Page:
Writing lots of unit tests and associated refactoring. Part of this was inspired by reading though Martin’s (2008) Clean Code, which had been sitting on my shelf for a couple of years. Most useful thing I found was Martin’s admission that even he writes big ugly functions on the first pass. Definitely a lot of cleanup in the new arachcurator editor. Also triggering some simplification in the database – I’ve removed a many-to-many mapping table (participant2claim) since the relation is really many-to-one. I think there are a couple of other tables that will suffer the same fate.
I should get back to cleaning up my list of terms as well.
I’ve been quiet since April, but I’ve also been pretty busy. Still fighting with the reimplementation of claim editing (a big, messy web page that if I could figure how to simplify further, I would). I have also been focusing my efforts on a new ontology specifically for spider behavior (something to find in between the NBO/ABO and the data in arachnolingua). I gave a talk about it at the 20th International Congress of Arachnology a few weeks ago. The slides, rendered as PDF, are available here.
There is a link to the work in progress on the arachnolingua home page. It is currently just the initial google doc sheet I used to collect usages across the two source texts. I am finishing the first cleanup pass over the data and will provide an updated (and cleaned and better organized) sheet linked from a proper landing page in the coming week.
I am reworking the semantics of claims (statements about behavior dispositions or behavior events). In the existing database (mysql arachadmin on figshare), there is a table called ‘participant_type’. This table has been renamed to ‘expression_type’ in the updated psql database. This is a better name since the values are really types of OWL expressions (e.g., some, individual, conjunction, etc.). This morning I am adding a new table called ‘participant_type’ which has two values: individual or class. A participant is either an individual or a class, although there are some funny, potentially confusing cases. For example, some portion of tissue that is part_of an individual or an area that is part_of the surface of an individual. In these cases, the portion of tissue or surface area may not constitute the entirety of the part (so not comprising an anatomical structure). For the moment, I am thinking of modeling this as a class (though certainly not a universal) that still can participate in an individual event. The other other seems to be to generate an anonymous individual as a instance of that class, but that seems even more wrong. Dispositions of individuals towards a class (e.g. ‘subject tarantula showed increased consumption of crickets’) seems less problematic – it’s a statement about an individual spider, but not an individual event.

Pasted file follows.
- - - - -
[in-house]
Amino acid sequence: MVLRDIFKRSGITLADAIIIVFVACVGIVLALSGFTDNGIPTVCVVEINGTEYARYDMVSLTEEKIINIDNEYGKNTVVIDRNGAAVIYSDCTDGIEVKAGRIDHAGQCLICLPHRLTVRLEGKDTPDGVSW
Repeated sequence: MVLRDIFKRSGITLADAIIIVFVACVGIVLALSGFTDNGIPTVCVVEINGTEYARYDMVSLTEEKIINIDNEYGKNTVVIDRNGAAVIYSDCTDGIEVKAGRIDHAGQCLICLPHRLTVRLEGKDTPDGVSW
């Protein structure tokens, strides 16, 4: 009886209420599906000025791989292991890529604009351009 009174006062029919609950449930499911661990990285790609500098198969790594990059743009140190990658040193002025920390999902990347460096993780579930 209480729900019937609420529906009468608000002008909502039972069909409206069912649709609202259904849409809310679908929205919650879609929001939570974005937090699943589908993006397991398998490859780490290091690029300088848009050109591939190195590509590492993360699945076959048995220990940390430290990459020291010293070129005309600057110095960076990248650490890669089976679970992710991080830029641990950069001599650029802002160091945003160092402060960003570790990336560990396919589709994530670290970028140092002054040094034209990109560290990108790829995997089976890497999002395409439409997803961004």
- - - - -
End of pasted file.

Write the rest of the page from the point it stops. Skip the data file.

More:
This post is a bit overdue. Good things are happening, the arachcurator tool continues to move forward – windows for browsing and editing entities (individuals, claims, narratives) are mostly functional, though they still require a lot of polish. I’ve included some screen shots below. There is also progress on the behavior ontology front – we may finally have smoothed the path forward to getting the ABO and NBO merged (I’ll probably post more on the other blog when I more certain that we can start moving into a production phase).